“When you score a film, you can put in any old instrument you want. The assignment was to perform it live, so we had to be aware that we were going to be a four piece band on stage,” Wareham says. “And for this, the music was continuous — when you score a film, the music goes in and out and there’s a lot of silence and dialogue. This was kind of like making a music video, but making it backwards, where we had the video first and put a song to it. Some are instrumental. They’re not all songs.”
From there, the methodology for creating the music for each film was as individual as the films themselves. Wareham and Phillips started by reading about and connecting to the portrait subjects (including actor Dennis Hopper, an early advocate of Warhol’s art, and dancer Freddie Herka, who committed suicide just two months after his screen test), leading to an eventual musical understanding of their films.
“We wanted to take people who were there every day and important in Warhol’s life rather than some famous person who happened to pass through The Factory for the day,” Wareham says. “We would look at them and try something we had recorded already or try someone else’s song to see what it was like. Some (songs), we would sit there with the full band playing over and over to the same thing. The process was different for each of the 13.”
Wareham admits he was slightly intimidated about adding his own creative input to Warhol’s artistic expression. Once he got into the process, his reticence was replaced by the same sense of purpose that drove Warhol.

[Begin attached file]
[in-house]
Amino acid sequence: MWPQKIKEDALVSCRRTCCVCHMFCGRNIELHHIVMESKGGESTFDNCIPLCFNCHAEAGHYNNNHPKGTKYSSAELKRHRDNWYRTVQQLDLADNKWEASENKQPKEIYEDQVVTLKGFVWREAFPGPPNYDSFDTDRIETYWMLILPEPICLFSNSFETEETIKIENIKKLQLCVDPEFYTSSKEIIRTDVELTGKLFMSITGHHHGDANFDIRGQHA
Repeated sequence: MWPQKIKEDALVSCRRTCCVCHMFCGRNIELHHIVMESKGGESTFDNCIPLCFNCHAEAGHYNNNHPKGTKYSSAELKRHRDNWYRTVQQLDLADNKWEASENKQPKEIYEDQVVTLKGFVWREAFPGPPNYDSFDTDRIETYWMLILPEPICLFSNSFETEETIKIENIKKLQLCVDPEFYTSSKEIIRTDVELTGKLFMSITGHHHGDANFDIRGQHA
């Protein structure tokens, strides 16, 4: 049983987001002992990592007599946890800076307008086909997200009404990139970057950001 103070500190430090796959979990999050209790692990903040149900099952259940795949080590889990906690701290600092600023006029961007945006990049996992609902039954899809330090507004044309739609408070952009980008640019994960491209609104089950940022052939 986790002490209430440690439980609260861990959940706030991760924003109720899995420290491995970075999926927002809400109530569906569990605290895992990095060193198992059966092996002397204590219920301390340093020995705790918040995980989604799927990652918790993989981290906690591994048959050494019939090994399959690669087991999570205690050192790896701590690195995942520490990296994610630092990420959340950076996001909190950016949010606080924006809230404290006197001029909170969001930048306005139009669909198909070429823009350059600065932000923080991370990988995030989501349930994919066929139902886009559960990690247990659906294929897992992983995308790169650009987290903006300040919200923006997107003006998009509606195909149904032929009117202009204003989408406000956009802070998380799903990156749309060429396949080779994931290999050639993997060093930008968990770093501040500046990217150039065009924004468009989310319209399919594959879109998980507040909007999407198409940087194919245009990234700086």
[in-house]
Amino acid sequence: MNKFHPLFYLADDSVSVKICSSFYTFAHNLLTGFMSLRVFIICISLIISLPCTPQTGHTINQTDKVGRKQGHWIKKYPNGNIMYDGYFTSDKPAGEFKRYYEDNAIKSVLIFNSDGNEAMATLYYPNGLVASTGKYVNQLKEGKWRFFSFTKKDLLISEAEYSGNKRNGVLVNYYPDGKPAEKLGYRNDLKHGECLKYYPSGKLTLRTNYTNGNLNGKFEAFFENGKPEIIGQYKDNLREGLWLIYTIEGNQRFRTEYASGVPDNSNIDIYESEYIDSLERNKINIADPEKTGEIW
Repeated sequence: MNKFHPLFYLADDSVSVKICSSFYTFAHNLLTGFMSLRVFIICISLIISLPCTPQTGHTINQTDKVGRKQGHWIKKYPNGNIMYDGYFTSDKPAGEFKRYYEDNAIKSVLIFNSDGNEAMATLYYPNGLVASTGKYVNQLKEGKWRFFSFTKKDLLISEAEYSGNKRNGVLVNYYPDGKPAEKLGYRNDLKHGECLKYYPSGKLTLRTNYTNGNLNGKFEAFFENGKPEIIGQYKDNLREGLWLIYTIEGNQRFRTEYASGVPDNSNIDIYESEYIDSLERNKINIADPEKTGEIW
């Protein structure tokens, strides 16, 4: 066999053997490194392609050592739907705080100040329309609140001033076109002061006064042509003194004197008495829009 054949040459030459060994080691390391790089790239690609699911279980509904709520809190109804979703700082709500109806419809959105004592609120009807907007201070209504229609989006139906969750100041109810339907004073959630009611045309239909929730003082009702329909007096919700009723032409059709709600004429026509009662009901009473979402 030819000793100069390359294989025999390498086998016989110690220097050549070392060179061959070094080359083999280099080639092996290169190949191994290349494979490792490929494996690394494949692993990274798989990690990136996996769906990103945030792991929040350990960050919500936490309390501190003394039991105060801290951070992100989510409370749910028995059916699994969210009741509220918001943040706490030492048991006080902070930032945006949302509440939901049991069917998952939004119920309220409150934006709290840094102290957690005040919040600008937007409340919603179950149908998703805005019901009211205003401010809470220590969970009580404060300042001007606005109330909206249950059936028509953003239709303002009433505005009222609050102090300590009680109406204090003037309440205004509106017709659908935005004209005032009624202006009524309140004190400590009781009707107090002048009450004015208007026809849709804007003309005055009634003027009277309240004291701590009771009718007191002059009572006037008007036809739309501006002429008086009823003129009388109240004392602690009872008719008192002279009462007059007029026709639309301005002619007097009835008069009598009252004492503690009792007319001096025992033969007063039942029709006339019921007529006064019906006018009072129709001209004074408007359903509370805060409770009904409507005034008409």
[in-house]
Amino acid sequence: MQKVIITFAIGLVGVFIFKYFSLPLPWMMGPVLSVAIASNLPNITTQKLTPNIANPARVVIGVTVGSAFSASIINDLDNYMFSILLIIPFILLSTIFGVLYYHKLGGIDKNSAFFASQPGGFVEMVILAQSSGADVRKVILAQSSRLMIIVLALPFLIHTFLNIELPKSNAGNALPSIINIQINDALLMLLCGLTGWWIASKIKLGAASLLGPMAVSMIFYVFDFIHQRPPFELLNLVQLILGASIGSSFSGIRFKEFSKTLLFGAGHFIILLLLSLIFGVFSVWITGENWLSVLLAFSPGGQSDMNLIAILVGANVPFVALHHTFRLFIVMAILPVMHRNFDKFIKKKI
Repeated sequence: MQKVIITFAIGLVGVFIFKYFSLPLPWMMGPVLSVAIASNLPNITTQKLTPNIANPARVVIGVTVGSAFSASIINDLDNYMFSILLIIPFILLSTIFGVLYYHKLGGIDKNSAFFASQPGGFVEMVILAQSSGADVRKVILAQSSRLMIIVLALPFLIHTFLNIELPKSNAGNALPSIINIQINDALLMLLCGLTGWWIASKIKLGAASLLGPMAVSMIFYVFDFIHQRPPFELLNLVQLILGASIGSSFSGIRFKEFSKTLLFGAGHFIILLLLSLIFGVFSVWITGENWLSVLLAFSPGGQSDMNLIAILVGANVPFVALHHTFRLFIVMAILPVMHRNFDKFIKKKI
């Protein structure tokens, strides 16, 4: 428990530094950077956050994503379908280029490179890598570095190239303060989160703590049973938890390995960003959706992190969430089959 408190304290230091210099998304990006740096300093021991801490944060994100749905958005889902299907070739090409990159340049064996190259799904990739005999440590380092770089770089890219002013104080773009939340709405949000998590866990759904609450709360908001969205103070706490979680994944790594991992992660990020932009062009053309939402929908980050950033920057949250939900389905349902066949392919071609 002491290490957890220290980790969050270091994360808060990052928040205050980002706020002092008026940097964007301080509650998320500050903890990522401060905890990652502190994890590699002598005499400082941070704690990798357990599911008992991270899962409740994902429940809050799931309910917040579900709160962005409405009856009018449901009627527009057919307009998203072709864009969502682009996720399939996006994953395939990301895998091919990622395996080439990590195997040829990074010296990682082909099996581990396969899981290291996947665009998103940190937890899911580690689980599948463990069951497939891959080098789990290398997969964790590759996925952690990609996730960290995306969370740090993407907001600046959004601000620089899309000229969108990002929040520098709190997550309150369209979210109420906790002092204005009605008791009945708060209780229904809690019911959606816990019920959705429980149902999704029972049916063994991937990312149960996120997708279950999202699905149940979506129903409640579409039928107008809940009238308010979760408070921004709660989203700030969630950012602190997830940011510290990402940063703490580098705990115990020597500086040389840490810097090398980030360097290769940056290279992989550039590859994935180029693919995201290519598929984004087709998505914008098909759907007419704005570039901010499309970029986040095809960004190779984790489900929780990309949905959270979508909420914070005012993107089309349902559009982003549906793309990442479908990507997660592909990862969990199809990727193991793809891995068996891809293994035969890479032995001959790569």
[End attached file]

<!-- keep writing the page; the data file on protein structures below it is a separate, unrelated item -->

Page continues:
“I was intimidated, because it’s a different world,” Wareham says. “Intimidated to be going into museums (and) to be performing not just to fans who come to my gigs to hear my songs. Half of them are there for that, half are there for the Warhol films. And the question of Warhol’s intent is kind of interesting. The ones of the Velvet Underground were shot to project on them while they performed, so those were intended to be set to music.
“When you study Warhol, I think he would have felt comfortable with it. I don’t think he was precious about these things.”
So far, “13 Beautiful Songs” has been a small part of the larger Dean & Britta touring structure. The group performs its standard show for a few dates and mixes in a few Warhol shows along the way. For Wareham, one of the great appeals of 13 Most Beautiful was simply the opportunity to experience Warhol’s amazing portraits.
“You get to see these films on a large screen and that’s unusual in itself,” he says. “If you live in Pittsburgh, you get to see them at the museum because they show Warhol films regularly. Otherwise, the only way people see these is at a gallery, where there will be a room with TV sets. But when you look at them that way, you tend to walk in and stand in front of them for 10 seconds and move on. This is a rare opportunity to see them projected.”